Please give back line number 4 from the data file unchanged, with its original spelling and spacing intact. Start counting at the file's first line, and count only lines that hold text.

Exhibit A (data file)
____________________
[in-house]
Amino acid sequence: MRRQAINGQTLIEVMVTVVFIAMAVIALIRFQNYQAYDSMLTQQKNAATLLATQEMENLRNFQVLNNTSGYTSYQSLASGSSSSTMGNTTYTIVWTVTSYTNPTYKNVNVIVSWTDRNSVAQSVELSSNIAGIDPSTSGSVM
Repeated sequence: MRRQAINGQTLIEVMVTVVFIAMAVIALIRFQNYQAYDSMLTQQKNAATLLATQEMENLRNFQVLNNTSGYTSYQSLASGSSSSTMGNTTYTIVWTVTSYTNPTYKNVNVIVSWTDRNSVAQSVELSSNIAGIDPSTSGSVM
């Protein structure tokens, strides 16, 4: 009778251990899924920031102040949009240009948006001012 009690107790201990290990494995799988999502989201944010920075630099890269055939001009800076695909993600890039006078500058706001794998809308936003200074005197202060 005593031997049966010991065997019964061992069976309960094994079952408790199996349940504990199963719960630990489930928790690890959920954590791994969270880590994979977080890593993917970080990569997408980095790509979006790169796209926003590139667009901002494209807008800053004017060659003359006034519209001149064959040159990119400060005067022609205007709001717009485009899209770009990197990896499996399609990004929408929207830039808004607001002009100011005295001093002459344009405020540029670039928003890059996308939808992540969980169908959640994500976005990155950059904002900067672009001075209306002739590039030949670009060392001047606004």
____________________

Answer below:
């Protein structure tokens, strides 16, 4: 009778251990899924920031102040949009240009948006001012 009690107790201990290990494995799988999502989201944010920075630099890269055939001009800076695909993600890039006078500058706001794998809308936003200074005197202060 005593031997049966010991065997019964061992069976309960094994079952408790199996349940504990199963719960630990489930928790690890959920954590791994969270880590994979977080890593993917970080990569997408980095790509979006790169796209926003590139667009901002494209807008800053004017060659003359006034519209001149064959040159990119400060005067022609205007709001717009485009899209770009990197990896499996399609990004929408929207830039808004607001002009100011005295001093002459344009405020540029670039928003890059996308939808992540969980169908959640994500976005990155950059904002900067672009001075209306002739590039030949670009060392001047606004």